Tuesday, January 28, 2014

“No birthday cake for me, thank you”

After recently celebrating my daughter’s one-year birthday, I am realizing all over again that my children are growing up faster than I’d like. I’m also noticing that my youngest is becoming a finicky eater, just like her big sister.

For Talia’s birthday, we had colorful cupcakes, along with ice cream as a back-up dessert. While serenading the little lady, she looked at us like we were crazy, not even cracking a smile the entire time. I thought she’d dive right into her birthday cupcake when I placed it on her tray, but that was not the case. She frowned, and then looked at me with displeasure in her big, beautiful eyes.

Through a bit of research, I came across an article by Dr. William Sears that describes the first three years of a child’s life as a prime opportunity to cultivate lifelong, healthy eating habits. He explained that while babies are born with a natural preference for sweets, such as breast milk and milk, the majority of their taste preferences are learned by way of the parents.

With that being said, both of my daughters love to eat fruits and vegetables. My oldest, for some reason, will also request grits for breakfast and dinner sometimes. On occasion, I’ll comply, but I always add some vegetables to her meal at dinner. When she’s given the opportunity to decide what she can eat, she’s a very happy camper.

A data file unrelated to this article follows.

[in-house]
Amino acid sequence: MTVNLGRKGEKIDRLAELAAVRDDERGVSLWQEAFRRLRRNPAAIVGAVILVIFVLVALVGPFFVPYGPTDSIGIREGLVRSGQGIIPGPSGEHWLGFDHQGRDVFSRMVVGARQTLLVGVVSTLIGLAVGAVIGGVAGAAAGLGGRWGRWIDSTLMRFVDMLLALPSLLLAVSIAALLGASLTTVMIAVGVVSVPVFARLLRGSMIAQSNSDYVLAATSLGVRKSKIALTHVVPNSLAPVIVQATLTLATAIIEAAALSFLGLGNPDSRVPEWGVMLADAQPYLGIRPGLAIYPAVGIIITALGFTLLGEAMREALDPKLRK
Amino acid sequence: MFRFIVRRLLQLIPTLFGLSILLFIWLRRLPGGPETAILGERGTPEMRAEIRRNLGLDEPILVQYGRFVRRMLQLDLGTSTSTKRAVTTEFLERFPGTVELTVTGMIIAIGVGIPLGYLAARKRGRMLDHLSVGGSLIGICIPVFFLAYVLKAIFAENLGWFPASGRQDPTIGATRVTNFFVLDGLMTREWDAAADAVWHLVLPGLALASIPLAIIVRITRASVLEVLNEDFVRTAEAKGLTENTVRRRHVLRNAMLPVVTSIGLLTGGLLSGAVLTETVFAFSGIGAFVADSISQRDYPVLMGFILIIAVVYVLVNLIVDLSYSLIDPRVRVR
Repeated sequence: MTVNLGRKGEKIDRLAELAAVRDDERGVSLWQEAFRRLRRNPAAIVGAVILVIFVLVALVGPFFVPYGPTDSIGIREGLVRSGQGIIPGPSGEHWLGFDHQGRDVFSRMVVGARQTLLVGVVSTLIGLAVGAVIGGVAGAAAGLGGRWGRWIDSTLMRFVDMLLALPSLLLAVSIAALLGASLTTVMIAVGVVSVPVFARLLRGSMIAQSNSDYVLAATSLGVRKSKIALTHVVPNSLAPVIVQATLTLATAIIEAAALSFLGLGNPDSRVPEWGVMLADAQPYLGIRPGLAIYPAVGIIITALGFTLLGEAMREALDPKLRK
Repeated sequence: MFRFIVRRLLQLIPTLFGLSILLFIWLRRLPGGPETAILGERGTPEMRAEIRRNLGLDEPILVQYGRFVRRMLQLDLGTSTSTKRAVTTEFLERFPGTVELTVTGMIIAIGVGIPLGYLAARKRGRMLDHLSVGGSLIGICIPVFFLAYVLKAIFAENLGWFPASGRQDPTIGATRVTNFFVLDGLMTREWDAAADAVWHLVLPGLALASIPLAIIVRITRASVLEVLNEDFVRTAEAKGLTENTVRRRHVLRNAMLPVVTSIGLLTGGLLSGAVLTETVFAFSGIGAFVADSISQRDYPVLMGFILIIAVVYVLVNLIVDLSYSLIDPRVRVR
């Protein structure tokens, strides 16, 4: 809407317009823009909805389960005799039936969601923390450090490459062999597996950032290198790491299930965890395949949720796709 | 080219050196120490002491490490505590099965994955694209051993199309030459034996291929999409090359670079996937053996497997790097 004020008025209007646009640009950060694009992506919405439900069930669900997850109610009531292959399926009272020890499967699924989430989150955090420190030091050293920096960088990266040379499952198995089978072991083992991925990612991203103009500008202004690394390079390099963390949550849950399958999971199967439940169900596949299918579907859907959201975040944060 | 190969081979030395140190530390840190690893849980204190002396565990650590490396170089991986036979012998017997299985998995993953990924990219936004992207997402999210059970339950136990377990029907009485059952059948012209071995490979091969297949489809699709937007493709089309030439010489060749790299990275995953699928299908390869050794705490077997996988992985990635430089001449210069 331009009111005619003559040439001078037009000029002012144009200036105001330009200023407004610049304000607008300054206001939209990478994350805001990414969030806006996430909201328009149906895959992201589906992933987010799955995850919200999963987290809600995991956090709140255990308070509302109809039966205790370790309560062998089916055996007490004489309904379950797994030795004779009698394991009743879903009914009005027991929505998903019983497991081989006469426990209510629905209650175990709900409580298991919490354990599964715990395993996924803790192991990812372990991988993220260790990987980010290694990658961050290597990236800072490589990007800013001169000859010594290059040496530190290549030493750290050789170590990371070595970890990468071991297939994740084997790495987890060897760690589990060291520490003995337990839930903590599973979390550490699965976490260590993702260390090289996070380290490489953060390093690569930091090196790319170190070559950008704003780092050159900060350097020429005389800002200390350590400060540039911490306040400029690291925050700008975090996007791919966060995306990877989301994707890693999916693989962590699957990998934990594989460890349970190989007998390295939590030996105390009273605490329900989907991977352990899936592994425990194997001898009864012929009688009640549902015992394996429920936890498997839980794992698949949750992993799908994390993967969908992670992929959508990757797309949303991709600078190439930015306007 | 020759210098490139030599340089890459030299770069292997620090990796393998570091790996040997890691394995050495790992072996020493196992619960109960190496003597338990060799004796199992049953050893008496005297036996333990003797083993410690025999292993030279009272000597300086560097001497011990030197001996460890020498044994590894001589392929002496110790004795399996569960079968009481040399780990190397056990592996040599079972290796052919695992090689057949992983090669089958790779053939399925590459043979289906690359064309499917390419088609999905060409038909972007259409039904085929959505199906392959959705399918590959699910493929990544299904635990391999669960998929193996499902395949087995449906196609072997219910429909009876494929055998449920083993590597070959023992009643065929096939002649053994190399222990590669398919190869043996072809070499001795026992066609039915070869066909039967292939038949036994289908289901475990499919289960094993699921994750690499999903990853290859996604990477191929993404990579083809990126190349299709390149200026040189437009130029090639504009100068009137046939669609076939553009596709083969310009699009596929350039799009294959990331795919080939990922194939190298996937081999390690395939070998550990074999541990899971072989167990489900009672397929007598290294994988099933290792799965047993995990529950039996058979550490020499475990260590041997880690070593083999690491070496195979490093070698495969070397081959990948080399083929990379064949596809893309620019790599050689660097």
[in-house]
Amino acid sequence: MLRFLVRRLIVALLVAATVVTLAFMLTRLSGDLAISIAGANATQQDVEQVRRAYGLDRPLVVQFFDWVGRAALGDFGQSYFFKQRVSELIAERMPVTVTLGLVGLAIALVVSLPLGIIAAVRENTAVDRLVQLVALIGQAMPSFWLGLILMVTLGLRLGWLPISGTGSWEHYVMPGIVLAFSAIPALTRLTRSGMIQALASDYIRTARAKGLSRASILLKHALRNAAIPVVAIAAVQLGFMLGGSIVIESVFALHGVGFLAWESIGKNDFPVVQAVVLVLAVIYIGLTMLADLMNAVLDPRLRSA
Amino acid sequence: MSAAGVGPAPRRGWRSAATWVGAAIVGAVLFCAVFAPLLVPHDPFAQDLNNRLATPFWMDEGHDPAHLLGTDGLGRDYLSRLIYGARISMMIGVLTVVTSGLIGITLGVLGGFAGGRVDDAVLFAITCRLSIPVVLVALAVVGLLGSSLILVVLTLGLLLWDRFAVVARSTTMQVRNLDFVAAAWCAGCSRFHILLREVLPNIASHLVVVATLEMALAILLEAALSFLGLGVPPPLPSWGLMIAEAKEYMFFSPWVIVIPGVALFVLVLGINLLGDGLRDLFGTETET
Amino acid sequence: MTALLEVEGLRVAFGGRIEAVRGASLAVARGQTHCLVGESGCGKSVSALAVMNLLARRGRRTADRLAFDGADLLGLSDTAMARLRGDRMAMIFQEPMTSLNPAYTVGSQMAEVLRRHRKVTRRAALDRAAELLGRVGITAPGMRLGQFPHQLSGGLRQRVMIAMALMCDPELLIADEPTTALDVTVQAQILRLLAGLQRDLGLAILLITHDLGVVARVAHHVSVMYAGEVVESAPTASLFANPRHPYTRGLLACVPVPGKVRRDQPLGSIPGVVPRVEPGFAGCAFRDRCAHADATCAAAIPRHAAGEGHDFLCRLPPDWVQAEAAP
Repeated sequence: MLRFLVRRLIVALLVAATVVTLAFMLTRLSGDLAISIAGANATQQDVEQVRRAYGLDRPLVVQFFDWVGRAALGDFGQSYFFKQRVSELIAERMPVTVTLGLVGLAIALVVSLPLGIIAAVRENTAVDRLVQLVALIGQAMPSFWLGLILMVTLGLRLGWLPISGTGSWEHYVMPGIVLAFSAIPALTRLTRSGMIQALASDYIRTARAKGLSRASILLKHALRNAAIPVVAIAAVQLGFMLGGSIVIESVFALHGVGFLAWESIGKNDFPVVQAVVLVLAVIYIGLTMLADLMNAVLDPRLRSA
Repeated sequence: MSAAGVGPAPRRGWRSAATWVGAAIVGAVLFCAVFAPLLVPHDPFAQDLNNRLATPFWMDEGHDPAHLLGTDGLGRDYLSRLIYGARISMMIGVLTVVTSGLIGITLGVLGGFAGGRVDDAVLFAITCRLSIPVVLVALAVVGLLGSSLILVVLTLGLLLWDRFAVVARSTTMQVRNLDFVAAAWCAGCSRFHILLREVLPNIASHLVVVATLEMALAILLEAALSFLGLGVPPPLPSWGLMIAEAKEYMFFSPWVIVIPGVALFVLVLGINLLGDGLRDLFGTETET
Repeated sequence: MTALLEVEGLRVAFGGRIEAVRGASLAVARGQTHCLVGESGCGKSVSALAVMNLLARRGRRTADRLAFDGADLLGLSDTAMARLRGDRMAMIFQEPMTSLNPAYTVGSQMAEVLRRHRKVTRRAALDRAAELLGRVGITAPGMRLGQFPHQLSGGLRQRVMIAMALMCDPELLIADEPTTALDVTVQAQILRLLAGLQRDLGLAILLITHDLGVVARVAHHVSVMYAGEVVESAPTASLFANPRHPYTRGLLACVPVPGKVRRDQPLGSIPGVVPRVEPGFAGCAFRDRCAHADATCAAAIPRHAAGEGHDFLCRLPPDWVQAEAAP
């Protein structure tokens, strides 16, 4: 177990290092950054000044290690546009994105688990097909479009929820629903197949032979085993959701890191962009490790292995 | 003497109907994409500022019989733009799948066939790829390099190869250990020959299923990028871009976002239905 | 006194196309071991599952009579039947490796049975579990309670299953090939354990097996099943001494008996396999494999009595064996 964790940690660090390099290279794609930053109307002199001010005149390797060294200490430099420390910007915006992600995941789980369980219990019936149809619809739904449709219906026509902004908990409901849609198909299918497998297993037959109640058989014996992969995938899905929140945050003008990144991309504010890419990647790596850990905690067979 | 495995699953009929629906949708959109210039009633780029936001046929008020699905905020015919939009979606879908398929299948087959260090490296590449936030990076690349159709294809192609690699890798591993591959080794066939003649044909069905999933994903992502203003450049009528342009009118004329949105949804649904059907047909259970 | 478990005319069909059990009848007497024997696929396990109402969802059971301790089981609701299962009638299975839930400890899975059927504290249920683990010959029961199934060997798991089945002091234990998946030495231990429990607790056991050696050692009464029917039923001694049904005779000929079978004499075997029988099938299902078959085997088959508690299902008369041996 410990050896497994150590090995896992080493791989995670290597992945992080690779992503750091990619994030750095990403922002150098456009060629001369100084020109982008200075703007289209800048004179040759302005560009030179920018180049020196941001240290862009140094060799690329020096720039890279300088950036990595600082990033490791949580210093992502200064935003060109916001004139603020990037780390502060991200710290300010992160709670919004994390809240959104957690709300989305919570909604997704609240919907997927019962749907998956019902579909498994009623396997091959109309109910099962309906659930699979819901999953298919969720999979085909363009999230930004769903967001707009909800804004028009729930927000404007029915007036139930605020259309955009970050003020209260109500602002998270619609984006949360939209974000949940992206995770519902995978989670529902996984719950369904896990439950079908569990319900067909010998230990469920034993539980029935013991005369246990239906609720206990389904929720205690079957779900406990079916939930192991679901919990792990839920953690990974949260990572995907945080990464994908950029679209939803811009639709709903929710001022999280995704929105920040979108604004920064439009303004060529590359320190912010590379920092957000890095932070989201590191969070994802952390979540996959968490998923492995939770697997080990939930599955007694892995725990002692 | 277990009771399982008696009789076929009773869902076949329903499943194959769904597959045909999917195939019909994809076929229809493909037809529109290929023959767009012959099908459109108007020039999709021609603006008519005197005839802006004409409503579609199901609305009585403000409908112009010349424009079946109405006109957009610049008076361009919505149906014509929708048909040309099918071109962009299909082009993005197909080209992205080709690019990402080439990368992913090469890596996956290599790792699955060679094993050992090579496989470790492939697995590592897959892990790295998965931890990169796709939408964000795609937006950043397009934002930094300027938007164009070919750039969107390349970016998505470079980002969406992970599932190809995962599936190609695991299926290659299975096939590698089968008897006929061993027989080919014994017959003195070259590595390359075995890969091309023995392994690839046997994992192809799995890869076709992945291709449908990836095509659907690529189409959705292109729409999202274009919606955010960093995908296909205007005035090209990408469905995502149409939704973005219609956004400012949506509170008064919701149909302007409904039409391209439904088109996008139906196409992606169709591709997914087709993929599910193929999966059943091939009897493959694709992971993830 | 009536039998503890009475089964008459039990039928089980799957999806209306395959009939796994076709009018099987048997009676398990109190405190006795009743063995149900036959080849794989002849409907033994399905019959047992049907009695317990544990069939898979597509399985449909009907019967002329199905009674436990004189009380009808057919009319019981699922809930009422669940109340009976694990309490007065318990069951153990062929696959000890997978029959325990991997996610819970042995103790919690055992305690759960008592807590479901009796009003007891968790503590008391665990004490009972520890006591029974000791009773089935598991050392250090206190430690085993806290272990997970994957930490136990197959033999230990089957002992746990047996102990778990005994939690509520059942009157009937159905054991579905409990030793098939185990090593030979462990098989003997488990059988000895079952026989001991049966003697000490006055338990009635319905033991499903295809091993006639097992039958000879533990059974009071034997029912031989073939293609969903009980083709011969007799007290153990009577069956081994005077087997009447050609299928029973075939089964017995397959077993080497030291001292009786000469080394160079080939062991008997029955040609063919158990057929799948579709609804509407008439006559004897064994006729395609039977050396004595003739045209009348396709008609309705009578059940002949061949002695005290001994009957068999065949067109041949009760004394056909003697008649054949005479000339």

But I digress.

My baby girl refused to eat her birthday cupcake. I had to literally place a few crumbs onto her spoon just to get her to even try it. While her big sister happily took a few licks of icing off of her cupcake (she refuses to eat the cake portion), I instead gave the birthday girl a few teaspoons of ice cream. Only then did she crack a smile and give me an appreciative hug.

Even though I found it interesting that she refused to eat her cupcake, I wasn’t the least bit disappointed. Baby girl is above average in weight and height for her age group, so if she prefers healthy foods, I’m behind her all the way. If both of my daughters maintain healthy eating habits going forward, I will be overjoyed.

But helping them learn what foods are good for their little bodies will be a responsibility for me and my husband. So far, they’re making it relatively easy. On the other hand, I know that they are like little sponges – always watching what we do and say. So if I have to hide my pecan pie or cookies & cream ice cream and eat in the dark like a little rat, then so be it. It’s a sacrifice I will have to make. Or maybe my husband and I need to eliminate a few sweets from our own diets. We’ll think about it, but for now, we’ll just focus on cultivating and maintaining healthy eating habits for our little girls. I think that’s enough for right now.

Chandra Caradine is a Sr. Public Relations Specialist for Texas Health Resources, and Mom to two girls.

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